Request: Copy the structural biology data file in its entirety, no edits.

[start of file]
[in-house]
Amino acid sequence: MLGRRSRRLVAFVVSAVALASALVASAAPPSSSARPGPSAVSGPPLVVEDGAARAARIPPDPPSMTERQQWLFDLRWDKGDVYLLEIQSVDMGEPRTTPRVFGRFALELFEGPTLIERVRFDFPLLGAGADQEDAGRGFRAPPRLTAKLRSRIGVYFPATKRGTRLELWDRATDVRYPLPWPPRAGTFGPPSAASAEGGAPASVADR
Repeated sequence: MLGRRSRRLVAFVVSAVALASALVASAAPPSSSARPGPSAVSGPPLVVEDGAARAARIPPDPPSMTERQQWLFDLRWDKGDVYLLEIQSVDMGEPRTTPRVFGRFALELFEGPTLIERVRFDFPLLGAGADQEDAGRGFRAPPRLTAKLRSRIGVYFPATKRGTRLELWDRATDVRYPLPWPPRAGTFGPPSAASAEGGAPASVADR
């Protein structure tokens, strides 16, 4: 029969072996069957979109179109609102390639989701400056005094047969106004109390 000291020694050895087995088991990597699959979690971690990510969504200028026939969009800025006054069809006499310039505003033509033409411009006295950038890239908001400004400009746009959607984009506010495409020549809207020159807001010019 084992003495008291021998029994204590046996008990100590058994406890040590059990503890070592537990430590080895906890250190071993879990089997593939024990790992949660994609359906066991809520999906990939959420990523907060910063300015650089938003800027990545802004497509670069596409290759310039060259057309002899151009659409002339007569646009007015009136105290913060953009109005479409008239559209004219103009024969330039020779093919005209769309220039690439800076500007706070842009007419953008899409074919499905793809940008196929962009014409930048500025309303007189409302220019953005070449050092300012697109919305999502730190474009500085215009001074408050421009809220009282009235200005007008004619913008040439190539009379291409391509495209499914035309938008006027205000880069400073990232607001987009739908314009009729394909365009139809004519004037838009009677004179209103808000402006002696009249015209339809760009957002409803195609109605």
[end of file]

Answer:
[in-house]
Amino acid sequence: MLGRRSRRLVAFVVSAVALASALVASAAPPSSSARPGPSAVSGPPLVVEDGAARAARIPPDPPSMTERQQWLFDLRWDKGDVYLLEIQSVDMGEPRTTPRVFGRFALELFEGPTLIERVRFDFPLLGAGADQEDAGRGFRAPPRLTAKLRSRIGVYFPATKRGTRLELWDRATDVRYPLPWPPRAGTFGPPSAASAEGGAPASVADR
Repeated sequence: MLGRRSRRLVAFVVSAVALASALVASAAPPSSSARPGPSAVSGPPLVVEDGAARAARIPPDPPSMTERQQWLFDLRWDKGDVYLLEIQSVDMGEPRTTPRVFGRFALELFEGPTLIERVRFDFPLLGAGADQEDAGRGFRAPPRLTAKLRSRIGVYFPATKRGTRLELWDRATDVRYPLPWPPRAGTFGPPSAASAEGGAPASVADR
């Protein structure tokens, strides 16, 4: 029969072996069957979109179109609102390639989701400056005094047969106004109390 000291020694050895087995088991990597699959979690971690990510969504200028026939969009800025006054069809006499310039505003033509033409411009006295950038890239908001400004400009746009959607984009506010495409020549809207020159807001010019 084992003495008291021998029994204590046996008990100590058994406890040590059990503890070592537990430590080895906890250190071993879990089997593939024990790992949660994609359906066991809520999906990939959420990523907060910063300015650089938003800027990545802004497509670069596409290759310039060259057309002899151009659409002339007569646009007015009136105290913060953009109005479409008239559209004219103009024969330039020779093919005209769309220039690439800076500007706070842009007419953008899409074919499905793809940008196929962009014409930048500025309303007189409302220019953005070449050092300012697109919305999502730190474009500085215009001074408050421009809220009282009235200005007008004619913008040439190539009379291409391509495209499914035309938008006027205000880069400073990232607001987009739908314009009729394909365009139809004519004037838009009677004179209103808000402006002696009249015209339809760009957002409803195609109605």